Yesterday I went to see yet another superhero movie (Batman vs Superman – review to follow on the reviews blog soon) and as always, the story was about good vs evil. In films and books good generally triumphs, but lately it seems this is not the case in real life. I mean, is it me or has the world gone mad? We can’t turn on the TV these days without hearing about some new atrocity or disaster that’s happened and it never stops! We’ve had I don’t know how many storms this year already, as well as flooding, blizzards and earthquakes in other parts of the globe. People being murdered, shot in schools, bombed and worse. Much worse. And the threat from terrorists, hell-bent on making everyone conform to their own twisted ideologies, is escalating daily. Judging by the news stations, there is so much evil around I don’t know how the human race is going to survive another year, let alone a century or millennium!
Only very occasionally do we get a happy, feel-good story. It’s as if the news channels decide to throw us a little morsel of joy to keep us going, but really the only thing they’re interested in is the horrible stuff, because that makes for more drama. It’s clear they thrive on bad news – it keeps them in business and they appear to be able to spin out a simple story for hours, endlessly rehashing the same facts and interviewing “experts” on the subject. But wouldn’t the viewers be as interested in happy stories, good things that have occurred, if the TV stations reported them with the same intensity?
I think the answer is yes – just look at something like a royal wedding. When an event like that takes place, no one minds the news anchor repeating the few known facts all day and sharing trivia about the bride, groom, dress and entourage which we probably don’t need to know. Because we need happy stories too. Which is why I will never write a book with a sad ending or where evil triumphs over good.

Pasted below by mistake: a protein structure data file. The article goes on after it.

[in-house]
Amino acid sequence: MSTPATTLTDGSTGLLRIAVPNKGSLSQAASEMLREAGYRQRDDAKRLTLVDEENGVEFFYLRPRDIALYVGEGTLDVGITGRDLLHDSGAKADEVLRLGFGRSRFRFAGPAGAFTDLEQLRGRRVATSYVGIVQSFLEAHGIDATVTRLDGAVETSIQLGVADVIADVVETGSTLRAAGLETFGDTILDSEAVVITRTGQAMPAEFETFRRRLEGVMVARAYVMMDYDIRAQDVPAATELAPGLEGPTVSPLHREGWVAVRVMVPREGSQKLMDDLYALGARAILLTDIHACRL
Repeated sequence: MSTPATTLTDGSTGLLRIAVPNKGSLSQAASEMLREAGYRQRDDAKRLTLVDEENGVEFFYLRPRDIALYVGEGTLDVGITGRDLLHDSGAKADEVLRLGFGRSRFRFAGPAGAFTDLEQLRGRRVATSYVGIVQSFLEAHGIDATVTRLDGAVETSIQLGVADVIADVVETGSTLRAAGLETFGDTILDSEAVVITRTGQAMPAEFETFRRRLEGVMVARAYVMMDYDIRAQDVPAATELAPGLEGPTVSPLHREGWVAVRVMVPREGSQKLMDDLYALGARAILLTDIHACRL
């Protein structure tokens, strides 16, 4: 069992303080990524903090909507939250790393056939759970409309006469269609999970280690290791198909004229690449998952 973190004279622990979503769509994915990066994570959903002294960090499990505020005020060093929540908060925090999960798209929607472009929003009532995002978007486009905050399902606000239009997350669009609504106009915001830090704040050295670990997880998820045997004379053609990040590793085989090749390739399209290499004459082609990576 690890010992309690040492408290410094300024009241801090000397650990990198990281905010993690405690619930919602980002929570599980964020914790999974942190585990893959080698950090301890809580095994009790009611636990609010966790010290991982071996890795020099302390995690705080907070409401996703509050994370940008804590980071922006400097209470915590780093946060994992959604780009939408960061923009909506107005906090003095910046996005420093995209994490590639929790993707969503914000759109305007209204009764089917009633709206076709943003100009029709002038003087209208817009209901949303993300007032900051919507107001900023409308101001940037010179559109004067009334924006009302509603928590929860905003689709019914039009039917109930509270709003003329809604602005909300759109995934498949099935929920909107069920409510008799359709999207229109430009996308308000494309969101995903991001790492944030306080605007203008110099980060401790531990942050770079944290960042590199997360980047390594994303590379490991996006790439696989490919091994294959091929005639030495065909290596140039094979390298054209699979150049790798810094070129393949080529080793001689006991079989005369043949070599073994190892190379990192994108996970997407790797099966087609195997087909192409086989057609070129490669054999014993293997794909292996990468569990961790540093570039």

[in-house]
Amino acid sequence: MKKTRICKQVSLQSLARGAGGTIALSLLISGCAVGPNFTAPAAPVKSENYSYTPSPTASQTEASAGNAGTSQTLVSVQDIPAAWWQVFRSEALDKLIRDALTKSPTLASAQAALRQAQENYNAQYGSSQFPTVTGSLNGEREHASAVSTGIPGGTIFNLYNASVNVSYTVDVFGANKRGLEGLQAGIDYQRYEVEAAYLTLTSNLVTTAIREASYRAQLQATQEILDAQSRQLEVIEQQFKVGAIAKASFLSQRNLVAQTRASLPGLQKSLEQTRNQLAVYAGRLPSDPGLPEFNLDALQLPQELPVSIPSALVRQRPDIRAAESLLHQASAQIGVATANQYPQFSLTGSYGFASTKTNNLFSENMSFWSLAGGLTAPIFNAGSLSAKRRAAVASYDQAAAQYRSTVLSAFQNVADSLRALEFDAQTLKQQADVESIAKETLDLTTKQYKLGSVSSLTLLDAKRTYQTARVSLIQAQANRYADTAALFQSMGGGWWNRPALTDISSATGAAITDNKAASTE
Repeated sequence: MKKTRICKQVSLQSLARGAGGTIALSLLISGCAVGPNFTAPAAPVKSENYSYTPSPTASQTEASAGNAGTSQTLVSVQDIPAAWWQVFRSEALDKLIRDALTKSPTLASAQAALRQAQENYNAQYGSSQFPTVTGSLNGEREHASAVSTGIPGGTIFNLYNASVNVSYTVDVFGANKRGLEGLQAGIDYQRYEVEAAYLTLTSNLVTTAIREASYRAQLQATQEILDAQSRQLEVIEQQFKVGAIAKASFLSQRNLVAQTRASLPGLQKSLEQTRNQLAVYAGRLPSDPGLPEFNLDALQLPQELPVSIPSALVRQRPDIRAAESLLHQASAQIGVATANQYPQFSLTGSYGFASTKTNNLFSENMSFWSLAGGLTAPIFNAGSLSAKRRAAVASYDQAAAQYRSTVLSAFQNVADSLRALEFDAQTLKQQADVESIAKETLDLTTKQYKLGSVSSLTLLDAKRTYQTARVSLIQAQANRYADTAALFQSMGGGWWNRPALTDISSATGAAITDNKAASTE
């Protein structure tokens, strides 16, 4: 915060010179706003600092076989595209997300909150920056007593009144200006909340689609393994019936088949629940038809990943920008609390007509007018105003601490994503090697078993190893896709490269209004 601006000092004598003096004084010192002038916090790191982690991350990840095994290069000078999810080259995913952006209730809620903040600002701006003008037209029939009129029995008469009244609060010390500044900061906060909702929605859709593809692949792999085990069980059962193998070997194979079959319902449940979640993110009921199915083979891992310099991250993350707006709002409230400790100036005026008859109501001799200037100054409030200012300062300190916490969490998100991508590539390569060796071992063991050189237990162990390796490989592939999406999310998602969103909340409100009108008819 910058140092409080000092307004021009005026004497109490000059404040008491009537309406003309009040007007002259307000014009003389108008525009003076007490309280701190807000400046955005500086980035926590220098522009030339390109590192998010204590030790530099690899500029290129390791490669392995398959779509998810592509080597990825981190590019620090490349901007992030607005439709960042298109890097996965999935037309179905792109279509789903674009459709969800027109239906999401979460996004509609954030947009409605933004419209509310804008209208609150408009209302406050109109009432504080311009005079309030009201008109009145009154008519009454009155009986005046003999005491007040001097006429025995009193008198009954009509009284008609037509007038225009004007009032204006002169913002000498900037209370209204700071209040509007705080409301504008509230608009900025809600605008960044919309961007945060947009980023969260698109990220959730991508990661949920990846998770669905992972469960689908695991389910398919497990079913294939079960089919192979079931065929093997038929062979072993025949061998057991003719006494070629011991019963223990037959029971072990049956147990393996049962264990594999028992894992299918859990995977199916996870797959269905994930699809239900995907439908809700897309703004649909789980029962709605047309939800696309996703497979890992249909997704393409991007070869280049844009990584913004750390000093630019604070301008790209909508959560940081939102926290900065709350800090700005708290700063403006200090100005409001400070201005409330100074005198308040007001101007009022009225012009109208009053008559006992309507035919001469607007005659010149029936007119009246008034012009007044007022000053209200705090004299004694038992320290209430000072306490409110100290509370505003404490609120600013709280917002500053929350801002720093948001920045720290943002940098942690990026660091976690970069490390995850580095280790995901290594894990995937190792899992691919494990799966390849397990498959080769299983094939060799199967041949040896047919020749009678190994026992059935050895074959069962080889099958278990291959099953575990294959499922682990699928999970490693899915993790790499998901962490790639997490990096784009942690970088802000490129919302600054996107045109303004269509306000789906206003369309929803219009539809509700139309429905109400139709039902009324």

Books (and films), in my opinion, are for entertainment purposes (unless you’re reading non-fiction in order to learn something specific) and personally I don’t find it entertaining when things go wrong or are sad beyond measure. I can’t take relentless misery. I need hope. Bright things. Happy things. Of course the hero and heroine have to be put through the wringer – maybe both emotionally and physically – otherwise it would be too easy. But if I read a story where they have everything thrown at them and overcome it all, only to succumb to some illness or something at the end, I just want to scream and throw the book in the bin.
And if the villain were to win, I’d be even more cross. What kind of message would that send out to readers? That being evil pays? Maybe it does occasionally in real life – ruthless people often do seem to end up rich – but at what cost to those around them? If we stop believing that being good is best, humankind will just descend into chaos and ultimately destruction.
Perhaps that’s why I like superhero stories/movies so much – nothing can beat those characters in the end because they have superpowers. They are always stronger and better than everyone else and they will triumph, no matter what. If only they existed in real life, think what they could do for the world!
But do we really need them? If people could just learn to leave each other alone and let everyone think for themselves and believe whatever they want to believe, how much better the world would be. Why do humans have this need to dominate, to dictate what others should or shouldn’t do? Why can’t we use all the resources we have for good instead of evil? It is a mystery to me, but when it comes to my own stories, evil is never allowed to win. Ever.
Pia Fenton writes contemporary romantic YA stories and her Northbrooke High series features UK heroines clashing with US heroes in an American high school setting. The latest one is New England TLC.